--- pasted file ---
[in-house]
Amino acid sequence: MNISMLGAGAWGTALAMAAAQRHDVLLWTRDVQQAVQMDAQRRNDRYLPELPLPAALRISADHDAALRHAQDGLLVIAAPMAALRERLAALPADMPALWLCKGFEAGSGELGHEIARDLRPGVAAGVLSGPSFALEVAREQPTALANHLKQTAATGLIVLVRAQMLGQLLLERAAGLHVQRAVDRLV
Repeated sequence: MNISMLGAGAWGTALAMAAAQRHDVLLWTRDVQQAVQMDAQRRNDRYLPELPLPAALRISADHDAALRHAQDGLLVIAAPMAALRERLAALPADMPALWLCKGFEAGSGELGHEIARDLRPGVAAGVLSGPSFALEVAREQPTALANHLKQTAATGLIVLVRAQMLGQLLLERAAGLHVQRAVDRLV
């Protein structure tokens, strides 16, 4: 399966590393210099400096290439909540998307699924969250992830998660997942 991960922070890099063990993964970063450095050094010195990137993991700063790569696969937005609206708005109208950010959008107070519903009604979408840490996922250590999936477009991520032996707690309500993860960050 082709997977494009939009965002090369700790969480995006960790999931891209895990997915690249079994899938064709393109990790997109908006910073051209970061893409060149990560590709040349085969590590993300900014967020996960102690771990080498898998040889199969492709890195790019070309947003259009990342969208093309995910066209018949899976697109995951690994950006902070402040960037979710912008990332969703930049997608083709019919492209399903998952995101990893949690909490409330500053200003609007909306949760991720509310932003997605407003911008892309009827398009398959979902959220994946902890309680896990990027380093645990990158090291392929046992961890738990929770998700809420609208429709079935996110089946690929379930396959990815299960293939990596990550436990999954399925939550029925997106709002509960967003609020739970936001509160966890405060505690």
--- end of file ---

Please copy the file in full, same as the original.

[in-house]
Amino acid sequence: MNISMLGAGAWGTALAMAAAQRHDVLLWTRDVQQAVQMDAQRRNDRYLPELPLPAALRISADHDAALRHAQDGLLVIAAPMAALRERLAALPADMPALWLCKGFEAGSGELGHEIARDLRPGVAAGVLSGPSFALEVAREQPTALANHLKQTAATGLIVLVRAQMLGQLLLERAAGLHVQRAVDRLV
Repeated sequence: MNISMLGAGAWGTALAMAAAQRHDVLLWTRDVQQAVQMDAQRRNDRYLPELPLPAALRISADHDAALRHAQDGLLVIAAPMAALRERLAALPADMPALWLCKGFEAGSGELGHEIARDLRPGVAAGVLSGPSFALEVAREQPTALANHLKQTAATGLIVLVRAQMLGQLLLERAAGLHVQRAVDRLV
């Protein structure tokens, strides 16, 4: 399966590393210099400096290439909540998307699924969250992830998660997942 991960922070890099063990993964970063450095050094010195990137993991700063790569696969937005609206708005109208950010959008107070519903009604979408840490996922250590999936477009991520032996707690309500993860960050 082709997977494009939009965002090369700790969480995006960790999931891209895990997915690249079994899938064709393109990790997109908006910073051209970061893409060149990560590709040349085969590590993300900014967020996960102690771990080498898998040889199969492709890195790019070309947003259009990342969208093309995910066209018949899976697109995951690994950006902070402040960037979710912008990332969703930049997608083709019919492209399903998952995101990893949690909490409330500053200003609007909306949760991720509310932003997605407003911008892309009827398009398959979902959220994946902890309680896990990027380093645990990158090291392929046992961890738990929770998700809420609208429709079935996110089946690929379930396959990815299960293939990596990550436990999954399925939550029925997106709002509960967003609020739970936001509160966890405060505690």